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Value of Single-Sex Classes Questioned as Florida Considers Adding More

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A review of existing research found that single-sex classrooms offer no significant social or educational benefits to students, according to a study published this week in the Psychological Bulletin.

The study was released the same week that a Florida House panel approved a bill that would open enrollment to schools' optional single-sex classes to all students within a district, even those not living within that school's attendance zone. Another Florida bill would require the state's education department to pilot single-sex schools in some larger districts.

Supporters of single-sex schools say they allow teachers to teach in a way that fits best with the learning styles of boys or girls, and that the classes allow children to ignore certain social pressures. Single-sex classrooms also eliminate some classroom-management issues, giving teachers more time to focus on lessons, advocates say.

But research on the effectiveness of the single-sex approach has offered conflicting results. Studies that show great academic benefits of the single-sex approach often lack a control element, said Janet Hyde, a professor of psychology at the University of Wisconsin-Madison who conducted the study released this week.

"The problem is that there are lots of really poor quality studies, but also lots of really good ones, and they've never been separated out before," Hyde said in an interview published on the university's website. "Especially in the United States, parents who choose single-sex schooling, on average, have more money and more education, which all predict performance. So if you find that the students are performing better, you don't know if it's due to the single-sex education or the fact that they started out with these advantages."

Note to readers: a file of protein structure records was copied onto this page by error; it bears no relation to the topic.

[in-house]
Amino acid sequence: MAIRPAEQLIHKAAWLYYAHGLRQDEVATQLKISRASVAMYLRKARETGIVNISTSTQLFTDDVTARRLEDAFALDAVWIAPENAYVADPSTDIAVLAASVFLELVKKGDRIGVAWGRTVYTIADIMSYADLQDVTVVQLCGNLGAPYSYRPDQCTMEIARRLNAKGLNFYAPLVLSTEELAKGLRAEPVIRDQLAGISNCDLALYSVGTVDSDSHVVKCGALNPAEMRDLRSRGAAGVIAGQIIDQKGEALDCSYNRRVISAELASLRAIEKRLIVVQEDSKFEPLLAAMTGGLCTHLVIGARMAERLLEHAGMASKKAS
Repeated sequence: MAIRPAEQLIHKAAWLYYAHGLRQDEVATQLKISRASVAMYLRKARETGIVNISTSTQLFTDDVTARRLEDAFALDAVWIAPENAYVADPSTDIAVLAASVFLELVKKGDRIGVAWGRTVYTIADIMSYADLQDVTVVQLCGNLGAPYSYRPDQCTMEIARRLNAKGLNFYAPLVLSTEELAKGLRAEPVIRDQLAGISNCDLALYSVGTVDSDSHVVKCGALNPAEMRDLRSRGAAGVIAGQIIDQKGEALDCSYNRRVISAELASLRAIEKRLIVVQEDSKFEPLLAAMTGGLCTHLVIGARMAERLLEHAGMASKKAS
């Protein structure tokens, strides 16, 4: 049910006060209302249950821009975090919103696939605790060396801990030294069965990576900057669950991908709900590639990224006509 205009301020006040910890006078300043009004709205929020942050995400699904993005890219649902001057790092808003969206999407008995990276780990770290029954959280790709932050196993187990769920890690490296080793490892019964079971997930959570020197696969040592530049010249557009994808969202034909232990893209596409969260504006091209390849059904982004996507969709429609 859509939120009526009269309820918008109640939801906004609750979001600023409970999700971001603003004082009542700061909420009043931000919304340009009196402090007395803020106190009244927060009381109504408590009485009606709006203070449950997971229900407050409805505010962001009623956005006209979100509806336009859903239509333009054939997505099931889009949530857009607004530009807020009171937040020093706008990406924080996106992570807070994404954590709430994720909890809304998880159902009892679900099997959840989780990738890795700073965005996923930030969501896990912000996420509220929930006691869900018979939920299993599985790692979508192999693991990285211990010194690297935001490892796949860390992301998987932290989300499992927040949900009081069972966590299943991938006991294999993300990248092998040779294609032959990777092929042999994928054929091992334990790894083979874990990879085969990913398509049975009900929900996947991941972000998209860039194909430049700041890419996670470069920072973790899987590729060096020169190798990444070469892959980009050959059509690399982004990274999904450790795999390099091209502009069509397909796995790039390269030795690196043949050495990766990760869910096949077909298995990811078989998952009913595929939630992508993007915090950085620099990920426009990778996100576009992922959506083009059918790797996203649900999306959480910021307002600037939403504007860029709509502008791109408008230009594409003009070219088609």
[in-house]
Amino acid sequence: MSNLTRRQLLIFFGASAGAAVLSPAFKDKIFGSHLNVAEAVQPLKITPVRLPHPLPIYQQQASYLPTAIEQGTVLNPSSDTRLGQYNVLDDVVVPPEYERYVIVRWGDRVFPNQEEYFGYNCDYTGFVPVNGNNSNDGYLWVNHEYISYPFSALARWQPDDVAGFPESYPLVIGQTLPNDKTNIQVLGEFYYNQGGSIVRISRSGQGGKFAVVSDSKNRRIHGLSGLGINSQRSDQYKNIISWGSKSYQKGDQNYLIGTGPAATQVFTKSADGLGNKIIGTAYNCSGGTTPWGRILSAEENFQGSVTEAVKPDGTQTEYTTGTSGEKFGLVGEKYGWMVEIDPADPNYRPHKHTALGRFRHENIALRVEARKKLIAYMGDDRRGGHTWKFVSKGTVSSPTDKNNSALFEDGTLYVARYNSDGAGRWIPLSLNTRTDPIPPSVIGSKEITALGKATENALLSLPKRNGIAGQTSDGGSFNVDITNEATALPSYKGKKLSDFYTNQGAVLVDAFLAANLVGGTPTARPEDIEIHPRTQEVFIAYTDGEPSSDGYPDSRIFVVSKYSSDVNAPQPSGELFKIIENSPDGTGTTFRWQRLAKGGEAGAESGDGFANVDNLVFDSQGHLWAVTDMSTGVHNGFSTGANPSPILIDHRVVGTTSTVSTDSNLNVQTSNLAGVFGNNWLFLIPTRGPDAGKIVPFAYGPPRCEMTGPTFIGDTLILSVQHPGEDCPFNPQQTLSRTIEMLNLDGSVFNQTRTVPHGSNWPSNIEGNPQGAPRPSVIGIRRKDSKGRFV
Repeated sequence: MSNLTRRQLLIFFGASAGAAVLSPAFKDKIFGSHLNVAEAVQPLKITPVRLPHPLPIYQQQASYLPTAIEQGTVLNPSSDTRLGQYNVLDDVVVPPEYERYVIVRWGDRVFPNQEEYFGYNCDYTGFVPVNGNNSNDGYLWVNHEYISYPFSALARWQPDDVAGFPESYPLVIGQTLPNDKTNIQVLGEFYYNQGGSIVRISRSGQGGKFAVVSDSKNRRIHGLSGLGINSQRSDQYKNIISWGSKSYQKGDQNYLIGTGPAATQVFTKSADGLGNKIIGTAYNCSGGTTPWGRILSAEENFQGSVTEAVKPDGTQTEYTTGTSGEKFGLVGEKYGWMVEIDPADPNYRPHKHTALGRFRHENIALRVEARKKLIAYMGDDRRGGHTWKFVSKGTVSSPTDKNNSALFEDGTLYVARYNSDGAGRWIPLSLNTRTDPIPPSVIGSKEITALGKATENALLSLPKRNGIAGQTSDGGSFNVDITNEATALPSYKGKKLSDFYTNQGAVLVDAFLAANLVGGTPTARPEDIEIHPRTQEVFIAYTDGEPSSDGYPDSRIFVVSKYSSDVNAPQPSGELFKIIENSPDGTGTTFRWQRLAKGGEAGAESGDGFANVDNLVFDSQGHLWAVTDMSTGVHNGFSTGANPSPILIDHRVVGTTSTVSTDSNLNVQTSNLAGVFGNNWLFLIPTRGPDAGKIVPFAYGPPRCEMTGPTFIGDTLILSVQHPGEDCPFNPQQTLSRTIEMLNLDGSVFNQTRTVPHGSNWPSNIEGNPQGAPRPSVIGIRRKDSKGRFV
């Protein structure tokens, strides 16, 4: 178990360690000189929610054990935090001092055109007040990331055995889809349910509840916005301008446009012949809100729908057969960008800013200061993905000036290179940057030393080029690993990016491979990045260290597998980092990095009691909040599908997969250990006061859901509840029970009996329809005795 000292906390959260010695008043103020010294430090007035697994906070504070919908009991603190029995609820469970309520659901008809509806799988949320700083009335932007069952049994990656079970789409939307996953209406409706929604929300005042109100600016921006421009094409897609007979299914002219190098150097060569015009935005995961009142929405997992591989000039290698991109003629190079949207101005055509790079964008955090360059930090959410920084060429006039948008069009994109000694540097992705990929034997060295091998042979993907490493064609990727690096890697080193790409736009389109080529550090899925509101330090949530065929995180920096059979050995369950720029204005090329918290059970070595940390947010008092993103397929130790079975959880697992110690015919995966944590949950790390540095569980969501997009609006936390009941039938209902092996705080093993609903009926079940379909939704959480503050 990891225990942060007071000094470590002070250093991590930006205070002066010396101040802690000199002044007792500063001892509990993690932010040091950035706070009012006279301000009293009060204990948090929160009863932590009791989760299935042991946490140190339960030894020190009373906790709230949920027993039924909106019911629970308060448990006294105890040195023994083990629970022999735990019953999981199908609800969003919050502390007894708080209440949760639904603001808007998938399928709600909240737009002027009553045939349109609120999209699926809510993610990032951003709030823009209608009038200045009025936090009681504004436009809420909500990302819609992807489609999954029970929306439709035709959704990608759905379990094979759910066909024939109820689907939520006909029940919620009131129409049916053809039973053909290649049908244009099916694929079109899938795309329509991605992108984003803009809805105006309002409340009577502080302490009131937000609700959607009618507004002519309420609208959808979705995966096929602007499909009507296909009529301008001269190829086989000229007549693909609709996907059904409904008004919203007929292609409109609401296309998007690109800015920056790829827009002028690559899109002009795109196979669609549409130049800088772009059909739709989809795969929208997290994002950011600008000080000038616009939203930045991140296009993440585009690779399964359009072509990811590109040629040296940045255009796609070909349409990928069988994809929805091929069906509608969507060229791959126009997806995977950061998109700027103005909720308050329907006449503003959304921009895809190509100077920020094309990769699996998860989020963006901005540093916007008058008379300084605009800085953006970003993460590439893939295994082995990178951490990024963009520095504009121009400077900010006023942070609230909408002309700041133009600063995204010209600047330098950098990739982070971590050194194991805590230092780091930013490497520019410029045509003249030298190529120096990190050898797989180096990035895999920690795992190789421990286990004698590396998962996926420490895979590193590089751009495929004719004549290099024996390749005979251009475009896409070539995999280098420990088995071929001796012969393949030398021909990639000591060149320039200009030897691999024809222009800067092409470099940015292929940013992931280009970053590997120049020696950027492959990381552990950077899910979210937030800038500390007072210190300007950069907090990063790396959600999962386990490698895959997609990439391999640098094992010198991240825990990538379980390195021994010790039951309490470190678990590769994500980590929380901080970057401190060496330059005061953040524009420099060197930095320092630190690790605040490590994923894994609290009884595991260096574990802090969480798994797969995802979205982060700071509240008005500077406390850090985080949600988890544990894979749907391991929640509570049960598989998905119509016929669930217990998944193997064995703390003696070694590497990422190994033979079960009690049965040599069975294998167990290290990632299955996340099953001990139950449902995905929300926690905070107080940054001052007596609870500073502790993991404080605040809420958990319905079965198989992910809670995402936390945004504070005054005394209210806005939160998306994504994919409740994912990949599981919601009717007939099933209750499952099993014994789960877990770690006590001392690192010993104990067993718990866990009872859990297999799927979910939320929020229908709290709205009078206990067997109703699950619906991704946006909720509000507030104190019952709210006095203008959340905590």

To isolate the effects of separating the sexes, Hyde and the study's co-authors reviewed 184 studies, representing the testing of 1.6 million students in grades K-12 from 21 countries, for outcomes like science and math performance, educational attitudes and aspirations, self-concept and gender stereotyping. They then focused on 57 studies that corrected for factors like parental education and family income and found little benefit to the approach, Hyde said.

"There is a mountain of research in social psychology showing that segregation by race or gender feeds stereotypes, and that's not what we want. The adult world is an integrated world, in the workplace and in the family, and the best thing we can do is provide that environment for children in school as we prepare them for adulthood."

Supporters and opponents of single-sex schooling are passionate and defensive of their approaches. It's worth mentioning that Hyde's faculty profile includes a link to the American Council for Coeducational Schooling, which advocates for abandoning the single-sex approach. 

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